The Oakland woman who went viral after she was arrested for biting a jogger's arm, telling police she had just fended off a dog attack, said she was only protecting her pets.
Alma Cadwalader, 19, alleges the jogger was pepper-spraying her two dogs in a park without provocation when she stepped in to stop it. Cadwalader's attorney, Emily L. Dahm, told BuzzFeed News her client then bit the jogger out of self-defense during the scuffle.
Dahm spoke on her client’s behalf Monday, saying she wanted to set the record straight over what really happened at the Goldenrod Trail between Chabot Equestrian Center and the Oakland City Stables on Jan. 3.
Dahm said her client was walking her two 6-year-old dogs — Pouya, a shepherd/husky mix, and Otto, a dark lab mix — in the designated off-leash area of the park when they ran up to greet the jogger as she ran in their direction. Dahm said despite initial reports that they were aggressive, the dogs did not attack or bark at the jogger, and did not act hostile in any way.
“I think she assumed incorrectly that the dogs were a threat to her and were going to attack her," Dahm said. “For whatever reason, she thought it was necessary to pepper-spray the dogs. And I can’t see any reason for the life of me why that would be necessary under the circumstances.”
Dahm said her client yelled at the jogger to get her to stop, to no avail.
"My client tried to grab the pepper spray, and that is when the jogger grabbed my client by the hair and started kneeing her, kicking her in the groin," Dahm said. "When she had my client’s hair in her fist and wouldn’t let go, my client bit her arm to get her to release.”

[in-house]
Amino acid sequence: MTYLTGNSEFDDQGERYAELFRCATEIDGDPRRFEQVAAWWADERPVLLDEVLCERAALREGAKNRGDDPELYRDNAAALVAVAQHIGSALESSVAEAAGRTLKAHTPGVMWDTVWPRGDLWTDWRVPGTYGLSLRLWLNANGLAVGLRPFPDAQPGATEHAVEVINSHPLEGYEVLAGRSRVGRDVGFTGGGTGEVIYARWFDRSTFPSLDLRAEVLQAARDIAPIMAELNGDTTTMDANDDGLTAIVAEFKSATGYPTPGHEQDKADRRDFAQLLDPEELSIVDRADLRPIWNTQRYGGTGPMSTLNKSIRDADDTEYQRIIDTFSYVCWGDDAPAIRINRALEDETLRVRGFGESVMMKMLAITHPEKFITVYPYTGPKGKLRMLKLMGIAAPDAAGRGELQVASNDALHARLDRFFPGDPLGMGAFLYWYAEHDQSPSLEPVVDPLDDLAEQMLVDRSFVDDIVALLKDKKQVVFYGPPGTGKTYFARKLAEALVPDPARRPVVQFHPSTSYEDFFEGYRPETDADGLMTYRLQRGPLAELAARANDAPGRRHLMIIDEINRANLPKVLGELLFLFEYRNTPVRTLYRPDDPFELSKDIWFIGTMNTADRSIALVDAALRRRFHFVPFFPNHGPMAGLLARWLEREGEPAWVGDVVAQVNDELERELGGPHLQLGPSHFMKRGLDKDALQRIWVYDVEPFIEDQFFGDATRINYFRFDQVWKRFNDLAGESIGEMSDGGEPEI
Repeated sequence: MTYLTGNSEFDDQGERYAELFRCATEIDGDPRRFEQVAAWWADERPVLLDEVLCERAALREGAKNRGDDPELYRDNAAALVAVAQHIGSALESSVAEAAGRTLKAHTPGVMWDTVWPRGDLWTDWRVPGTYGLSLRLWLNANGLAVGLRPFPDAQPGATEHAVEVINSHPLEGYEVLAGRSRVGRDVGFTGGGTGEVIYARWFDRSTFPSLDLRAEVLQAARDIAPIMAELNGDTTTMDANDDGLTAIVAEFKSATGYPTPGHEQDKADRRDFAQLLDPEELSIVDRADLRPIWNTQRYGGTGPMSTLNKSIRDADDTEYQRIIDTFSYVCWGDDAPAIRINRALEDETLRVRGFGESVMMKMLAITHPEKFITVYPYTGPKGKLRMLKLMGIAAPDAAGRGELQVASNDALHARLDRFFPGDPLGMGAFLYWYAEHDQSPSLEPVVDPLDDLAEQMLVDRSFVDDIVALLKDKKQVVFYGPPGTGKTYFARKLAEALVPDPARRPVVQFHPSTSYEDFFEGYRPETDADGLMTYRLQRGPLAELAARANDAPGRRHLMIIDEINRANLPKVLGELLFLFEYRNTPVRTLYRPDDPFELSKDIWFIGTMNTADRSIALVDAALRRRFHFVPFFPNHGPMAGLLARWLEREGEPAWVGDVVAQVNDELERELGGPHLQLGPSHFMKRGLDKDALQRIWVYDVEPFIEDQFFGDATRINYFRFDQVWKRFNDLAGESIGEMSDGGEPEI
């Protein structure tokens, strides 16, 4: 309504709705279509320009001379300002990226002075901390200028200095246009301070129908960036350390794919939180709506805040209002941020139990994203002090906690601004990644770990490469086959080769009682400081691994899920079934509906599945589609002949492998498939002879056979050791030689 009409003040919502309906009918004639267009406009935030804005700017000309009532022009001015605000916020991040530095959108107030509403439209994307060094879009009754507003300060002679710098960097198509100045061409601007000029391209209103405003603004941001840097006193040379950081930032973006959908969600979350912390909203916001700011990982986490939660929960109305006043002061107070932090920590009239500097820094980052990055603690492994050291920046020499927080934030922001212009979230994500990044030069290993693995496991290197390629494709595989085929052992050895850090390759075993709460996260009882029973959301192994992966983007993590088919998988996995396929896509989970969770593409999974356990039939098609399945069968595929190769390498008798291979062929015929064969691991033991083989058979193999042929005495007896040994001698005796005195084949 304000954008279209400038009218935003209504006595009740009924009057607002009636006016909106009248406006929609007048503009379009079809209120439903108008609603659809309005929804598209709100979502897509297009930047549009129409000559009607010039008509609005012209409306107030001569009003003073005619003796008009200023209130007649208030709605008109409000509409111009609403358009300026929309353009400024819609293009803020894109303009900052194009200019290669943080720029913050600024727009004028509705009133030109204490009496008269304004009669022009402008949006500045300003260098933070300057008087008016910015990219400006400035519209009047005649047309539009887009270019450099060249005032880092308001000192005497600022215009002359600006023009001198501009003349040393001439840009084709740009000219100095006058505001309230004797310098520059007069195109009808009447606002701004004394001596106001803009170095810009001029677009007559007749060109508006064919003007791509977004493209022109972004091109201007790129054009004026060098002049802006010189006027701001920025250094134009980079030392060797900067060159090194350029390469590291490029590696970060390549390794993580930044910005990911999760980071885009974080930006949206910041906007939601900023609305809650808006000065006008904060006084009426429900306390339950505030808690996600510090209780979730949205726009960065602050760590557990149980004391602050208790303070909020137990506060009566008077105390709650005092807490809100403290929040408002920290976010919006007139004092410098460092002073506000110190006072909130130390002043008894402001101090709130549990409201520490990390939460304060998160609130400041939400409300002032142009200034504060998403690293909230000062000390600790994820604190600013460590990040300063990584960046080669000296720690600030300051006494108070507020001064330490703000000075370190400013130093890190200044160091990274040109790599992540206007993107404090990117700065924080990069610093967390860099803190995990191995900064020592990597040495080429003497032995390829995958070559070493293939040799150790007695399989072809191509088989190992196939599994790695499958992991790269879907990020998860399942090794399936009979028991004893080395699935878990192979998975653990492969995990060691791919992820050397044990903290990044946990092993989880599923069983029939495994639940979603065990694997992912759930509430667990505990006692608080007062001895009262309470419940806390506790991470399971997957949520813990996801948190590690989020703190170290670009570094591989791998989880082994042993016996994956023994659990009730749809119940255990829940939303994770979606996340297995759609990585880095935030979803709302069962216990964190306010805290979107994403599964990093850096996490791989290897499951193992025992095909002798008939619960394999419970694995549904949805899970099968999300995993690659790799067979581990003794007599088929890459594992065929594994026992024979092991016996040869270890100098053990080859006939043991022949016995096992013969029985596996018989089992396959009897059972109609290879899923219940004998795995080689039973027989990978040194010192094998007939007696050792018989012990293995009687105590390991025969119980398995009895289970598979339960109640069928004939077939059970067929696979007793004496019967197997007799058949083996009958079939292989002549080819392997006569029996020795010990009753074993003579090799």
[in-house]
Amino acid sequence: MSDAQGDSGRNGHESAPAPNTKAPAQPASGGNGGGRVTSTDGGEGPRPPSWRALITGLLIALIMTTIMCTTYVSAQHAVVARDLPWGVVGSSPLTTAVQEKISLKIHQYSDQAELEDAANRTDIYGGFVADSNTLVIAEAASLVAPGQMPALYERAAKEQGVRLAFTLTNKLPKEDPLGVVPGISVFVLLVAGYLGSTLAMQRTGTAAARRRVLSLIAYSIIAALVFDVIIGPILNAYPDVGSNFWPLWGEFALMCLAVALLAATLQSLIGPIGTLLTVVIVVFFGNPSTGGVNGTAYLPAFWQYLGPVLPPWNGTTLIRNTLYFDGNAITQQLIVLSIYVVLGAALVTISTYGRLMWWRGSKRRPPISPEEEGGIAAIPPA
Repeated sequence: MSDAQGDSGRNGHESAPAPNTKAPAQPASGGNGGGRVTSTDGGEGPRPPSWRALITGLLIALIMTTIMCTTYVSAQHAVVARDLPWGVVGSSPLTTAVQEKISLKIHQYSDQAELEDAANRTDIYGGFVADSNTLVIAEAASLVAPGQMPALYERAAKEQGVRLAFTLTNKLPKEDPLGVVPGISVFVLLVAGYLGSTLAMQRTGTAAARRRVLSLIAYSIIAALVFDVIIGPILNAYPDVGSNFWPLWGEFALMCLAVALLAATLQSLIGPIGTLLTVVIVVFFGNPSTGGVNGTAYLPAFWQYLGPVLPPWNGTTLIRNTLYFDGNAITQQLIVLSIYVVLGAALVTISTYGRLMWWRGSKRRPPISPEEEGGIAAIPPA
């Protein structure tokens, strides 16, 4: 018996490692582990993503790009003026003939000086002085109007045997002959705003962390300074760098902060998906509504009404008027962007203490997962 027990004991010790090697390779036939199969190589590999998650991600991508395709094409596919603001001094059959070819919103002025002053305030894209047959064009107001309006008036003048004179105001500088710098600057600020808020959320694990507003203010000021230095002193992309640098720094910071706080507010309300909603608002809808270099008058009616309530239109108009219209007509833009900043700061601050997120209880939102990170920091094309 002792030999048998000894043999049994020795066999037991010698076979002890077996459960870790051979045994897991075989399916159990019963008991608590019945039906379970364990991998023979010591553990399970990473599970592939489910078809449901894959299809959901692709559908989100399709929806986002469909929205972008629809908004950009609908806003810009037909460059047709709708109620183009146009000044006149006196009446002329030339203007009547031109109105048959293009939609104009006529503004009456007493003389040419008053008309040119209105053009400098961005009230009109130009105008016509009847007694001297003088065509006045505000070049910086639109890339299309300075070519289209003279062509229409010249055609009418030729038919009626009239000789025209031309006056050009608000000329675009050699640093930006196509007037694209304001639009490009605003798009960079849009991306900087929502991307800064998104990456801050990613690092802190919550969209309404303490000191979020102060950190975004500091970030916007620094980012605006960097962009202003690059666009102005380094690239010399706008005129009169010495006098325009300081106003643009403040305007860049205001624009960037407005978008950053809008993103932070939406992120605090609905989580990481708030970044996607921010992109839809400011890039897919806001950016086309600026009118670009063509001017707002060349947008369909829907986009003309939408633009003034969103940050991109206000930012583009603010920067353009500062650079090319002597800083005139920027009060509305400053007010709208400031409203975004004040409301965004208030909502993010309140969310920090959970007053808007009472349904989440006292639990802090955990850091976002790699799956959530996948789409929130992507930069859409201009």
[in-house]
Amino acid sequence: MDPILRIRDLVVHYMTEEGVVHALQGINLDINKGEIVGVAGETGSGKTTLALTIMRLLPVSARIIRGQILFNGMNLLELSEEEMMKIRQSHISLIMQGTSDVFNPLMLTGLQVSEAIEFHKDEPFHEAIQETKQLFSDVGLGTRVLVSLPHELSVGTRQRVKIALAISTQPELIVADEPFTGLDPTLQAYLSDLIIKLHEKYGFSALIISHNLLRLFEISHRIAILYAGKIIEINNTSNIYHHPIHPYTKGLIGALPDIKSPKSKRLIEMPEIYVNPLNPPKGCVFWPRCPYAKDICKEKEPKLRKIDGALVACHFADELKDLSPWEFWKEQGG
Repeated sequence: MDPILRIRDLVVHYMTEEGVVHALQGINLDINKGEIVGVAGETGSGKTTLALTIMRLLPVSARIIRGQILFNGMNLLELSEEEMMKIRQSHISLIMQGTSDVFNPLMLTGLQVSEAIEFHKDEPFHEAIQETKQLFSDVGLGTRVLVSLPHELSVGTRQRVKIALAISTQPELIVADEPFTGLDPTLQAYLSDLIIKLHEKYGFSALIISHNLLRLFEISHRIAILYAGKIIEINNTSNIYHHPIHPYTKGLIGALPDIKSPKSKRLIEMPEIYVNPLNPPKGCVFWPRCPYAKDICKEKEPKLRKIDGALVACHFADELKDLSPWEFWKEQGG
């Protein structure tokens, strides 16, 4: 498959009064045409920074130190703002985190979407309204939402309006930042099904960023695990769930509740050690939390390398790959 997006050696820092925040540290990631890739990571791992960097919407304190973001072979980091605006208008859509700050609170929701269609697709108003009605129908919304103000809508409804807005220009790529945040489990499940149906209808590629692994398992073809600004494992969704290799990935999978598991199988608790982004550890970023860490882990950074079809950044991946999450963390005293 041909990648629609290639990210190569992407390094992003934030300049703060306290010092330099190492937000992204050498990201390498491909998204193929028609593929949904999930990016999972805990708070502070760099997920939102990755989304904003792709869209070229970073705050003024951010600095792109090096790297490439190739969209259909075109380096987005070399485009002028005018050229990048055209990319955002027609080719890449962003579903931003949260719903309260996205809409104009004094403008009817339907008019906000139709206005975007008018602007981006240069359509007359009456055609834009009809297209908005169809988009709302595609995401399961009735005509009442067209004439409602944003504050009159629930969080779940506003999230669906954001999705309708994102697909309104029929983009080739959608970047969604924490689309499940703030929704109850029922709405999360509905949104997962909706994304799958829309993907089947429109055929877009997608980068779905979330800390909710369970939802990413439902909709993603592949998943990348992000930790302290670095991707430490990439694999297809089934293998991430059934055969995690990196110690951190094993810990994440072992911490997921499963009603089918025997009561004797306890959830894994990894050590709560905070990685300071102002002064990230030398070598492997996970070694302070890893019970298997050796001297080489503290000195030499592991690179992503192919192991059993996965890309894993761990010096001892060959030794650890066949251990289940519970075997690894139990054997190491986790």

The encounter was over pretty quickly and her client walked away stunned, just wanting to get her and her dogs to safety, Dahm added.
Despite what happened, Cadwalader, who was arrested on suspicion of felony battery, false imprisonment, and robbery, is not interested in pursuing charges herself against the jogger, Dahm added. Her client, she said, is “simply looking for justice and not vengeance.”
The dogs were treated by flushing out their eyes and did not require veterinary care.
Cadwalader has so far not been charged with a crime as prosecutors consider the case.
The district attorney's office did not immediately respond to a request for comment.
Dahm, meanwhile, said the exposure generated by the story has been “horribly embarrassing" for her client.
“She just wants her name cleared and she wants to move on,” she said.